So, why am I dreaming about Burgers? I’ve been unemployed for almost two weeks now, and not having to work has freed up my schedule and my creativity for cooking. I’m actually nourishing myself these days instead of cramming sandwiches stacked with lettuce and cheese in my gullet so I can get my job done. At least once a month, I wind up craving a burger as a source of iron. A Beef burger is a great, easy stop to take care of that problem, but I’m not on auto-pilot these days about my eating and I’m laying off the animals. This self-assigned burger project was not only a great way to take a break from trolling craigslist and mediabistro for jobs, it gave me the chance to use up some of the stuff in my fridge and listen to what my body was telling me it needed (desperately… to have covered with American Cheese).

This recipe turned out to have a few great iron sources in it: Tofu, Black Beans, and Cashews.

For this round of Veggie Burgers, I made 3 Patties, but realistically, it could’ve been stretched out to be 4 or 5. These things were pretty big.

Here’s what I used to create the patty for my veggie burger:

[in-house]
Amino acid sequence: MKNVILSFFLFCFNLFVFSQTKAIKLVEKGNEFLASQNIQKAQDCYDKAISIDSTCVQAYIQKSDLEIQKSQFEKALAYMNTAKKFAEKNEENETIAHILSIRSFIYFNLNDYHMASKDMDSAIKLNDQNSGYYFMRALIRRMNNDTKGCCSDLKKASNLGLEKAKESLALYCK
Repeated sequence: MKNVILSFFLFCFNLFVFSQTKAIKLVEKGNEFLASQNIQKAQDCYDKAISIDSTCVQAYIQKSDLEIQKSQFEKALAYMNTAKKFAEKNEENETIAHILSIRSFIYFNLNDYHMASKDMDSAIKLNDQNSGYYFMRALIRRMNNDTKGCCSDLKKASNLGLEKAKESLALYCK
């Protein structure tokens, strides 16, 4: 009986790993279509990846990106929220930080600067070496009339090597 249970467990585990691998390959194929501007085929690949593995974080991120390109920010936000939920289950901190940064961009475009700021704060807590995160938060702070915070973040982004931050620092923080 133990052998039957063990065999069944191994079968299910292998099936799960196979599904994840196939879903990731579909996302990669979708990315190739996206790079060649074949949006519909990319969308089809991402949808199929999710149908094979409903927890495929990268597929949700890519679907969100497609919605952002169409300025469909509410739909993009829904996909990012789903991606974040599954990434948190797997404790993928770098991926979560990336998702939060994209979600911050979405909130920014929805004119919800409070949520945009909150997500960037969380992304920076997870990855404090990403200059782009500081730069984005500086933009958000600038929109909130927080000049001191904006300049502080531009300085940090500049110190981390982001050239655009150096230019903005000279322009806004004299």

• 1 1/2 cups chopped Seitan (homemade using the recipe on Bob’s Red Mill Vital Wheat Gluten Package)
  • 1 Portobello Mushroom cap chopped & sauteed
  • 2-3 inch wedge of Extra Firm Nasoya Tofu (I pressed it between some paper towels to get the moisture out)
  • 3/4 cup dried Black Beans simmered in about 1 1/2 cups Organic Vegetable Stock, Sherry Cooking Wine, a Bay leaf, cumin seeds, and garlic
  • a hand-full of Cashews
  • a hand-full of Flax Seeds

Here’s what I used to spice things up:

  • Garlic ( 2 cloves, micro-planed)
  • Cumin Seed (about 1 tsp)
  • Bay Leaf (1 leaf)
  • Nutritional Yeast (about 3 tbsps)
  • Dijon Mustard (1 tbsps)
  • Horseradish spread(2 tbsps… or 1 2-second squirt out of the bottle)
  • Bread Crumbs ( 1/4 cup)
  • Salt (4 tsps)

The fun thing about making a veggie burger is that it can be a fun smorgasbord of whatever the fuck you have in your refrigerator that works as a protein and can be bound together in patty form. It’s fun to roll with my instincts in the kitchen and explore, throwing in whatever oddity I feel like. I’ve been a committed vegetarian since the beginning of 2013, and I’m gradually learning about what items are must-haves in the kitchen in order to make sure I’m getting enough protein and not overloading on easy-to-eat-really-fast things like tortilla chips. I would say that seitan and tofu are probably two of the most important things to have on hand, but beans are also extremely important (I’ll have to revisit the bean topic later as I recently acquired A TON of them). Back to the Veggie Burgers!